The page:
v bit depth on a graphic

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lestes
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v bit depth on a graphic

Post by lestes »

I know this is probably a dumb question but..... How does a v bit know how deep to cut on a graphic? Is it the darkness of the graphic parts? I imported a black and white graphic of a buffalo head and when I cut it there were very deep cuts and some that were just scratches. I was using a 90 degree v bit and vcarving it.
Thanks

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Adrian
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Re: v bit depth on a graphic

Post by Adrian »

It's the combination of the gap between the inner and out vectors and the angle of the bit. The further apart the vectors are from each other the more the tool will "drop" down. The more acute the angle of the bit the further it will drop with the same vector gap.

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gkas
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Re: v bit depth on a graphic

Post by gkas »

The V bit rides between two lines like rails. The wider apart, the deeper the cut. Wider angle bits cut shallower, narrow angles cut deeper. https://www.vectric.com/support/tutoria ... ng_Started

You can also cut 'on a single line', and specify how deep to cut. This is nice for borders, etc.

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adze_cnc
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Re: v bit depth on a graphic

Post by adze_cnc »

Adrian & gkas: I suspect this is actually a question about the "PhotoVCarving toolpath strategy" and not "V-carve / engraving"

Steven

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Adrian
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Re: v bit depth on a graphic

Post by Adrian »

Good point. Still haven't got used to that toolpath being in VCarve. Whenever someone says a cut with a v-bit I assume v-carve toolpath automatically.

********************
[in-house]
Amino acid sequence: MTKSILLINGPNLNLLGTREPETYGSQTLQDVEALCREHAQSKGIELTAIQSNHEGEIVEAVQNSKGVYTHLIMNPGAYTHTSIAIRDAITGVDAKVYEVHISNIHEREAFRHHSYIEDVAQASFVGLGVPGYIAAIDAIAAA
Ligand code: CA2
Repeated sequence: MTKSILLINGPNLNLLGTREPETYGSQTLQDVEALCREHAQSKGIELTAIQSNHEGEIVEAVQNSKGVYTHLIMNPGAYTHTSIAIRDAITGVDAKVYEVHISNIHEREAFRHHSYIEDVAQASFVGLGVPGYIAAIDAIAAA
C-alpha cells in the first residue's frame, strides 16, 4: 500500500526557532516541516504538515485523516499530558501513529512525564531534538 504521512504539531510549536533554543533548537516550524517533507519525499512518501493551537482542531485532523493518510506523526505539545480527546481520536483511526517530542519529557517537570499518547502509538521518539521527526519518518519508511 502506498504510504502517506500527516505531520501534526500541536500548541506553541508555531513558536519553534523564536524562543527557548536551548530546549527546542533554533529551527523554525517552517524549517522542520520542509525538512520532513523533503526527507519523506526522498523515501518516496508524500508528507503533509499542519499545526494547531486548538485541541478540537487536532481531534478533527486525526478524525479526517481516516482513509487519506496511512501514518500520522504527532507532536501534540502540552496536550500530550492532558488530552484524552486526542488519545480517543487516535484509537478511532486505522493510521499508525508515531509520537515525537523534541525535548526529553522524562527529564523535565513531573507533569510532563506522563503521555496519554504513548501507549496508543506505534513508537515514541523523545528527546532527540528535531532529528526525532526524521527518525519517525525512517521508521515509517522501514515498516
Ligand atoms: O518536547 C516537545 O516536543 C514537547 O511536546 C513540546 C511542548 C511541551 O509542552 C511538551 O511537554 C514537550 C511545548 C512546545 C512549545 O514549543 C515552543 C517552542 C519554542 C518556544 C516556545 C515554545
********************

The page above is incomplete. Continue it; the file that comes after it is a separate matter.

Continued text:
If it is a photovcarve toolpath then the darker parts are cut deeper and the lighter parts shallower. If you're getting scratches rather than cuts then your z-zero setting method might be off. I haven't done one with VCarve/Aspire only with PhotoVCarve itself but I always got better results with 60 degree bits rather than 90.

lestes
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Re: v bit depth on a graphic

Post by lestes »

Thank you! I think I have it in my old head how this works. I haven't tried Photo carve yet. I am still trying to learn which bits do what. I am still very new to this and you all have been a great help.
Thanks

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Xxray
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Re: v bit depth on a graphic

Post by Xxray »

I have done dozens and dozens of lithos all using a small tapered ball nose bit and have had great success with it, I have yet to try a vbit. So there are more than 1 ways to skin a cat, with me I think its more a case of "if it ain't broke, then don't try to fix it" than anything else. My results are so good its hard to see how they can get better so I don't try.
On dark parts you won't get any depth at all so thats normal, if you think overall the image is too dark resulting in the dark parts being pure black and the lighter parts too dark then thats something you'd have to remedy using software to lighten the hue of image, keeping in mind that you want to avoid blazing white areas which would be a hazard to cut through the workpiece. This is assuming you are using corian, not clear if maybe you are trying wood or something.
Doug

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FixitMike
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Re: v bit depth on a graphic

Post by FixitMike »

Lots of useful information in Help-Help Contents at the top of each Vectric program page.
Good judgement comes from experience.
Experience comes from bad judgement.

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Adrian
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Re: v bit depth on a graphic

Post by Adrian »

Xxray wrote:I have done dozens and dozens of lithos all using a small tapered ball nose bit and have had great success with it, I have yet to try a vbit. So there are more than 1 ways to skin a cat, with me I think its more a case of "if it ain't broke, then don't try to fix it" than anything else. My results are so good its hard to see how they can get better so I don't try.
On dark parts you won't get any depth at all so thats normal, if you think overall the image is too dark resulting in the dark parts being pure black and the lighter parts too dark then thats something you'd have to remedy using software to lighten the hue of image, keeping in mind that you want to avoid blazing white areas which would be a hazard to cut through the workpiece. This is assuming you are using corian, not clear if maybe you are trying wood or something.
Lithopanes are the reverse of a standard PhotoVCarve toolpath though. With the v-bit engraving (the only thing you can do with the VCarve version of the toolpath) the dark areas are cut deepest.

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